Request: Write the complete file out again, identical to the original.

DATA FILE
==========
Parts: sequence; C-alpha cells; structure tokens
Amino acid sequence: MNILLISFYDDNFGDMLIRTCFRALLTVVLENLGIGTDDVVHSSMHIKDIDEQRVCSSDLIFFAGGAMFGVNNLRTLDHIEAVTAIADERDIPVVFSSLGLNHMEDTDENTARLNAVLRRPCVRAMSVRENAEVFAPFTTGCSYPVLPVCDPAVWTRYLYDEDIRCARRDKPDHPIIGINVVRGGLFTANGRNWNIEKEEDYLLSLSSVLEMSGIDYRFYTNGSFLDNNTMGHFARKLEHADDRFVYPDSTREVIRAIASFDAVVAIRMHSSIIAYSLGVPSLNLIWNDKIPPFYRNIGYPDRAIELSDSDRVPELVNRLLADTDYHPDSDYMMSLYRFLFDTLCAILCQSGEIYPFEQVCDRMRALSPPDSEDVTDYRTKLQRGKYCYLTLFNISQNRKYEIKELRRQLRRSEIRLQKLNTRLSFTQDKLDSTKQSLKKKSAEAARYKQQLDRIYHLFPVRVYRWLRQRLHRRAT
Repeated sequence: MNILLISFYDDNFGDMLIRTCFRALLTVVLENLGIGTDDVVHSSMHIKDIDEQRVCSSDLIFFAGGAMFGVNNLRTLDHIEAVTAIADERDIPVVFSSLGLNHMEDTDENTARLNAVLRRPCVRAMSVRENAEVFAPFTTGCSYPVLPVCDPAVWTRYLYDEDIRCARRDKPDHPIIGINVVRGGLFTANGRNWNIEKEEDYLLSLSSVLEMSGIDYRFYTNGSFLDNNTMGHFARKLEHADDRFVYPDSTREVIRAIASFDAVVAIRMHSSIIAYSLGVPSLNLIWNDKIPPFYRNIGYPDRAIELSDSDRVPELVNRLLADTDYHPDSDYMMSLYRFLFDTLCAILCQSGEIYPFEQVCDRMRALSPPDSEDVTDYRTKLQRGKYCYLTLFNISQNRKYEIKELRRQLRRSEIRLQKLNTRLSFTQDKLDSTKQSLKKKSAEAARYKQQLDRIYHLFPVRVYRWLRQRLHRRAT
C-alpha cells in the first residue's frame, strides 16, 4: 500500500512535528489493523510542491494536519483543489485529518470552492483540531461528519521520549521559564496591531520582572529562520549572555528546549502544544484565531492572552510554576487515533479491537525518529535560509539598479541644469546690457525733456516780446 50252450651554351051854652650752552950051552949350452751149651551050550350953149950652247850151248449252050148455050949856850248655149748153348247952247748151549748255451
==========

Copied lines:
Parts: sequence; C-alpha cells; structure tokens
Amino acid sequence: MNILLISFYDDNFGDMLIRTCFRALLTVVLENLGIGTDDVVHSSMHIKDIDEQRVCSSDLIFFAGGAMFGVNNLRTLDHIEAVTAIADERDIPVVFSSLGLNHMEDTDENTARLNAVLRRPCVRAMSVRENAEVFAPFTTGCSYPVLPVCDPAVWTRYLYDEDIRCARRDKPDHPIIGINVVRGGLFTANGRNWNIEKEEDYLLSLSSVLEMSGIDYRFYTNGSFLDNNTMGHFARKLEHADDRFVYPDSTREVIRAIASFDAVVAIRMHSSIIAYSLGVPSLNLIWNDKIPPFYRNIGYPDRAIELSDSDRVPELVNRLLADTDYHPDSDYMMSLYRFLFDTLCAILCQSGEIYPFEQVCDRMRALSPPDSEDVTDYRTKLQRGKYCYLTLFNISQNRKYEIKELRRQLRRSEIRLQKLNTRLSFTQDKLDSTKQSLKKKSAEAARYKQQLDRIYHLFPVRVYRWLRQRLHRRAT
Repeated sequence: MNILLISFYDDNFGDMLIRTCFRALLTVVLENLGIGTDDVVHSSMHIKDIDEQRVCSSDLIFFAGGAMFGVNNLRTLDHIEAVTAIADERDIPVVFSSLGLNHMEDTDENTARLNAVLRRPCVRAMSVRENAEVFAPFTTGCSYPVLPVCDPAVWTRYLYDEDIRCARRDKPDHPIIGINVVRGGLFTANGRNWNIEKEEDYLLSLSSVLEMSGIDYRFYTNGSFLDNNTMGHFARKLEHADDRFVYPDSTREVIRAIASFDAVVAIRMHSSIIAYSLGVPSLNLIWNDKIPPFYRNIGYPDRAIELSDSDRVPELVNRLLADTDYHPDSDYMMSLYRFLFDTLCAILCQSGEIYPFEQVCDRMRALSPPDSEDVTDYRTKLQRGKYCYLTLFNISQNRKYEIKELRRQLRRSEIRLQKLNTRLSFTQDKLDSTKQSLKKKSAEAARYKQQLDRIYHLFPVRVYRWLRQRLHRRAT
C-alpha cells in the first residue's frame, strides 16, 4: 500500500512535528489493523510542491494536519483543489485529518470552492483540531461528519521520549521559564496591531520582572529562520549572555528546549502544544484565531492572552510554576487515533479491537525518529535560509539598479541644469546690457525733456516780446 50252450651554351051854652650752552950051552949350452751149651551050550350953149950652247850151248449252050148455050949856850248655149748153348247952247748151549748255451